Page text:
CORVALLIS, Ore. – A growing number of students drawn by Oregon’s reputation as a trend-setter in policy decisions are enrolling in Oregon State University’s Master of Public Policy program – one of the few such programs in the West.
Student interest in climate change and other environmental issues have prompted the OSU program to add a special concentration in science policy, says Brent Steel, a professor of political science who directs the program.
“Oregon is where it’s at in terms of environmental policy,” Steel said, “and the state’s reputation is definitely drawing students – not only nationally, but internationally. Whether it’s owl wars, salmon wars, Measure 37, or some other conflict, there have been some compelling public policy issues in the state.”
This is the sixth year OSU has offered the Master of Public Policy program, which it modeled after a similar program at Harvard University. While many other universities offer a degree in public administration, the OSU program focuses specifically on policy design and the research that supports the design. It is the only program of its kind in the Pacific Northwest.
Because of interest in politics and the environment, however, public policy degrees are one of the fastest-growing areas of interest nationally among college students, Steel said.
“One of the goals of the program – and of students – is to learn how to inject science into the policy process,” he pointed out. “To effect change on the ground, you have to create ‘useable’ knowledge that can be utilized by the public, by resource managers and by other decision-makers. Typically our graduates become policy analysts or research analysts in the public or non-profit sectors.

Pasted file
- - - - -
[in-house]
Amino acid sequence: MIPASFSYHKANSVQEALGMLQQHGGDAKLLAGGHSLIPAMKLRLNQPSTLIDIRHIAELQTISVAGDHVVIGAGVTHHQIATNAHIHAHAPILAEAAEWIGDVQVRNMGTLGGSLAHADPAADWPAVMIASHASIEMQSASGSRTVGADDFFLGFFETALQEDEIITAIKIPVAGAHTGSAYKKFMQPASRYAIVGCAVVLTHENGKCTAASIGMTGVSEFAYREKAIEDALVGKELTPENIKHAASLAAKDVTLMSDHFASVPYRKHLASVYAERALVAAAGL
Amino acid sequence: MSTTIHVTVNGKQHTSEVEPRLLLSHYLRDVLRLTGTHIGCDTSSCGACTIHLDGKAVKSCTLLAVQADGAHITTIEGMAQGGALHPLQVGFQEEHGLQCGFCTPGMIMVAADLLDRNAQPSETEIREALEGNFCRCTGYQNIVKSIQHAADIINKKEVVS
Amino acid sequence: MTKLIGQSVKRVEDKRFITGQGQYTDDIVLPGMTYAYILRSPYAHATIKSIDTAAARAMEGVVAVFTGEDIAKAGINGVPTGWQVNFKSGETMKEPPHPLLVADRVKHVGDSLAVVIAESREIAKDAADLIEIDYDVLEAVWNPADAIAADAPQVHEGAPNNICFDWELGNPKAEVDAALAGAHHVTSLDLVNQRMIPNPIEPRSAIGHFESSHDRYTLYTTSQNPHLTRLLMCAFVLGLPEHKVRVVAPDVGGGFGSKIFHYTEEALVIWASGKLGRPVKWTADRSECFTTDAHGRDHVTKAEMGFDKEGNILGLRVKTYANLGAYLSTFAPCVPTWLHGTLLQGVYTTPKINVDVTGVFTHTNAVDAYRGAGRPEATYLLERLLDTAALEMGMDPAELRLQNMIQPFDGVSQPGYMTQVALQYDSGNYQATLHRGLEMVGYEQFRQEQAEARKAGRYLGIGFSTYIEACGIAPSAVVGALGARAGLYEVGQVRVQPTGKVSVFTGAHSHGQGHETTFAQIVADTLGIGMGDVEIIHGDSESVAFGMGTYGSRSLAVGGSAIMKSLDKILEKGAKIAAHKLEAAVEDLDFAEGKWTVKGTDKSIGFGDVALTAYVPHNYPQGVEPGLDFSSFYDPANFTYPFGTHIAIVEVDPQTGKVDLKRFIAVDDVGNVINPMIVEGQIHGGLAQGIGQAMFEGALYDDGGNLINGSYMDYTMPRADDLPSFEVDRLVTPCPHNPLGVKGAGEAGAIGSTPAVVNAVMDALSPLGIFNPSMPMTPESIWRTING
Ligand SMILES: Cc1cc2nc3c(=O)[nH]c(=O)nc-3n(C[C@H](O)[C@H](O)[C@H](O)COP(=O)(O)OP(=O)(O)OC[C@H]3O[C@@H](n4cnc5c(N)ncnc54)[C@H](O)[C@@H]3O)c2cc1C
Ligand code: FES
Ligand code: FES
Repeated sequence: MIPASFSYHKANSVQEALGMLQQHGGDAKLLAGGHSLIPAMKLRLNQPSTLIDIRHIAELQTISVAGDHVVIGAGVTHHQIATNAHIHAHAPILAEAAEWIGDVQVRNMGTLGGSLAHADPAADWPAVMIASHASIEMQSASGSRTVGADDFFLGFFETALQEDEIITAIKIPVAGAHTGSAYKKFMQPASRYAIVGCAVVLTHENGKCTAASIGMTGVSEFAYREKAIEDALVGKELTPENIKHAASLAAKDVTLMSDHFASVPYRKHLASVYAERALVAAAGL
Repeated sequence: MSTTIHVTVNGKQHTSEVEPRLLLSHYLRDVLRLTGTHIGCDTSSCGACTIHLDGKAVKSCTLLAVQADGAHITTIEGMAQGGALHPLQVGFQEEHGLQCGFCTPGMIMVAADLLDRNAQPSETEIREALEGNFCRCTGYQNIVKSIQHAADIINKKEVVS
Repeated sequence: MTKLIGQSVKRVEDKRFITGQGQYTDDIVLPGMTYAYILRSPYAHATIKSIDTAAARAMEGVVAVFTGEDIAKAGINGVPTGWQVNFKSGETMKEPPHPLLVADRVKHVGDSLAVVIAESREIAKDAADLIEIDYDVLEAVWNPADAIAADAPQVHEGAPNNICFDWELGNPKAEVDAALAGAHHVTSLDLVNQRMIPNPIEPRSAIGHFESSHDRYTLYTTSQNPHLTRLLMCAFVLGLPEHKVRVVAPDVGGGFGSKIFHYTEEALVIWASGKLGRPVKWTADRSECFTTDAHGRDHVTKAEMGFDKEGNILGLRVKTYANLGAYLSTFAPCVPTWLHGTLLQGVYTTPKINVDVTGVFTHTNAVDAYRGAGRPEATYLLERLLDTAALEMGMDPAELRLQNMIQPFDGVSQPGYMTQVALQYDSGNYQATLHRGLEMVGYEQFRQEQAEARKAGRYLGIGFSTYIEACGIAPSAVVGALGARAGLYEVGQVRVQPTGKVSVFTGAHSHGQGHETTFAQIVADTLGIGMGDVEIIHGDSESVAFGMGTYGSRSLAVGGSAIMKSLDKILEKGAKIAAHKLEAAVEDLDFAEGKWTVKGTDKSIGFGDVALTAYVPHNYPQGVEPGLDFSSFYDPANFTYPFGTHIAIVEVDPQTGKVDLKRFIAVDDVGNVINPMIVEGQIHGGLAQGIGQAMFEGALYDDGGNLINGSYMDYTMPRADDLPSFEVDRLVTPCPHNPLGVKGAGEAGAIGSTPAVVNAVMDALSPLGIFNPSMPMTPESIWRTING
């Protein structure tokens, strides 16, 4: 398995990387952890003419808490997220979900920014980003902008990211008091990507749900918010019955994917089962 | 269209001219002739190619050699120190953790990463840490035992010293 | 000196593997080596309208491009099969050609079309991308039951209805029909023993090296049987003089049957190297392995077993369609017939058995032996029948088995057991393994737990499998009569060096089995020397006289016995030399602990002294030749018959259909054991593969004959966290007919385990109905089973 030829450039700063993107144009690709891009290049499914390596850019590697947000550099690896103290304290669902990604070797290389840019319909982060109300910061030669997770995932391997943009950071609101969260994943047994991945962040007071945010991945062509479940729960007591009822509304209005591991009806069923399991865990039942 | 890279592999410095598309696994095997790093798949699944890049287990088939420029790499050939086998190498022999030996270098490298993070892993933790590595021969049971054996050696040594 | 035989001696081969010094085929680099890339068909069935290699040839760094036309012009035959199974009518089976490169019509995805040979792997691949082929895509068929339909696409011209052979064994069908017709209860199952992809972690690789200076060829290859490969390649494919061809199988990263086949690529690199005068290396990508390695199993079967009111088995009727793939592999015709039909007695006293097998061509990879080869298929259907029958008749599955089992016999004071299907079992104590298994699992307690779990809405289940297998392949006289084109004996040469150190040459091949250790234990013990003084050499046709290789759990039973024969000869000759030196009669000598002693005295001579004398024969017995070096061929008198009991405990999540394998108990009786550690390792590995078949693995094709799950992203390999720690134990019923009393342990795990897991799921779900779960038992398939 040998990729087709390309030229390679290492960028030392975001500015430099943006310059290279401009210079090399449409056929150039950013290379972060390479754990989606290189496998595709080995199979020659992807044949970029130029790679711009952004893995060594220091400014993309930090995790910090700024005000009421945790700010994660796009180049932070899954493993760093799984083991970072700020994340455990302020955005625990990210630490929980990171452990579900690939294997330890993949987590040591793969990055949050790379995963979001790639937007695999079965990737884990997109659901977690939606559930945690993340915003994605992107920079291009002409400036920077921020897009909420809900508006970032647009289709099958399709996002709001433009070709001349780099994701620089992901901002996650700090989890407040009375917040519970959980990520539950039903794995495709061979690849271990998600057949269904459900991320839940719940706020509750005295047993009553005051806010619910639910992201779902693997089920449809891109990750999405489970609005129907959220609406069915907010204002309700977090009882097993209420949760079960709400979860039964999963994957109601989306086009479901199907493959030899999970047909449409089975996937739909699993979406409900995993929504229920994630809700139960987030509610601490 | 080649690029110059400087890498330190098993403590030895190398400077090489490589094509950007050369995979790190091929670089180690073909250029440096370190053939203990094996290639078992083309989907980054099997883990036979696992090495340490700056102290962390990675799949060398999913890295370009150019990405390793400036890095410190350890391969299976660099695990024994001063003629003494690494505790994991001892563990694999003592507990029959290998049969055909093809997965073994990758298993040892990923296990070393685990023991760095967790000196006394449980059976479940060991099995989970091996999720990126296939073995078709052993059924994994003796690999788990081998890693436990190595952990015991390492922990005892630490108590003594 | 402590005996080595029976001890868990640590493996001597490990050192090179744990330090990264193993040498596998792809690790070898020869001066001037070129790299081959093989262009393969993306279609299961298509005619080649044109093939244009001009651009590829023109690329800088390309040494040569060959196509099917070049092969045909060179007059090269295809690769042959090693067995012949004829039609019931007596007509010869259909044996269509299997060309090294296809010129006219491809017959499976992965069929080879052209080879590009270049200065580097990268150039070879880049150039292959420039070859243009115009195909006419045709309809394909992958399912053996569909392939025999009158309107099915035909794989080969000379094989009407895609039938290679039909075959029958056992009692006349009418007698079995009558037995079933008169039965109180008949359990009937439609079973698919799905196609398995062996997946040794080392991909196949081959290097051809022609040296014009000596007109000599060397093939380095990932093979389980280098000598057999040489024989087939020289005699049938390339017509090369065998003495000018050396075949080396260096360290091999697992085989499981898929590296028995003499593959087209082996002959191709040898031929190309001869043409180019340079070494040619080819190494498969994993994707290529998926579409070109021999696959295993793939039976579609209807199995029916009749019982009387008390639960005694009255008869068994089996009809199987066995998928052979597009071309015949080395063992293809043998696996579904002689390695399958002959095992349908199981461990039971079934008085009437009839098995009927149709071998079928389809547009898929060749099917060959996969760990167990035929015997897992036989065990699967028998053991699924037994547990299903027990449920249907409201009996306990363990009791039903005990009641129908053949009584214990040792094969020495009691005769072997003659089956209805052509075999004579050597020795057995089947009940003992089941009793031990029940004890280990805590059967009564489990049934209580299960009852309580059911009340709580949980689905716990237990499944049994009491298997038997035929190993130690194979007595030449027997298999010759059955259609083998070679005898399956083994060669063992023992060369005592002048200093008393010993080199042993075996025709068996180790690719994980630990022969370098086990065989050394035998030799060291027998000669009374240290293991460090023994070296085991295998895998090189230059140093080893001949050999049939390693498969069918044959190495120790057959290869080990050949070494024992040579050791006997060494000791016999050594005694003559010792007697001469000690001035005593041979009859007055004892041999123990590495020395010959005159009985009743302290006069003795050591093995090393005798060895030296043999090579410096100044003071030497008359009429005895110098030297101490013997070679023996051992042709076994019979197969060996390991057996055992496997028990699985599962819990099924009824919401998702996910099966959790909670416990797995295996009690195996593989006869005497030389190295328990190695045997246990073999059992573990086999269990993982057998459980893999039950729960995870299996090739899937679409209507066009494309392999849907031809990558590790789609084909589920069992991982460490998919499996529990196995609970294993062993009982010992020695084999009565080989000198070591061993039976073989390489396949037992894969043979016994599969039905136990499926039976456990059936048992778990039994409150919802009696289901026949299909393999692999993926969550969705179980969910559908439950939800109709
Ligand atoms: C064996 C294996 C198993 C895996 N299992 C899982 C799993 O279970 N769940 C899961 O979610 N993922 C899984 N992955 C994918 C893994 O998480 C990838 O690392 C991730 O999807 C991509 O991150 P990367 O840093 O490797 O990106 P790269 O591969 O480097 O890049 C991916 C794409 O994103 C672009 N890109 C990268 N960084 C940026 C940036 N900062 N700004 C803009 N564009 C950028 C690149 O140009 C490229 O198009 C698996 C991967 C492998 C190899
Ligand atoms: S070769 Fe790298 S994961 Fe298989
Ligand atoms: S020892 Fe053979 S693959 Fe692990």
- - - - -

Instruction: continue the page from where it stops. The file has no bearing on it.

“The potential for students to get involved in areas of personal interest, which have far-reaching policy implications, is unlimited,” Steel added. “OSU’s research enterprise, coupled with Oregon being on the cutting edge of environmental change, has spawned a lot of interest from students in everything from biofuels to wave energy.”
There are 34 master’s level students in OSU’s Master of Public Policy program and the quality and diversity of applicants improves every year, Steel said.
“We have five international students who were drawn to OSU because of the growing reputation of our program and because of the state of Oregon, including one student who turned down the number one program in the country to come here, and another who chose us over a top-five program,” Steel said. “If you look at the Graduate Record Exams and the grade point averages of entering students, we’re definitely in the top 10 percent nationally.”
Students in the Master of Public Policy program have the opportunity to work with faculty in a variety of related OSU units, including the Sustainable Rural Communities Initiative, the Institute for Water and Watersheds, the Marine Resource Management Program, the Department of Fisheries and Wildlife, the Department of Agricultural and Resource Economics, the Institute for Natural Resources, and OSU’s Land Grant, Sea Grant and Sun Grant programs.
The students are required to do an internship, Steel noted, and many are engaged in projects that are affecting real people in significant ways.
“Two of our students are working with (OSU sociologist) Mark Edwards on a project analyzing homeless youths in southern Oregon, two others are working on a Ford Family Foundation project with (OSU economist) Bruce Weber studying how to help struggling rural counties, and another is designing an outreach program with OSU Extension to encourage Latino students to pursue higher education,” Steel said.
“We also have several students involved with established agencies and organizations, including the United Nations, the House of Representatives in Washington, D.C., and the Oregon Governor’s Office,” he added.
The new science policy concentration will allow students to design some of their own curriculum revolving around a core of issues including technology, ethics, history of science, philosophy of science, and scientific controversy.
“There’s no shortage of issues, especially in Oregon, that touch upon ethics, controversy and technology,” Steel said with a laugh.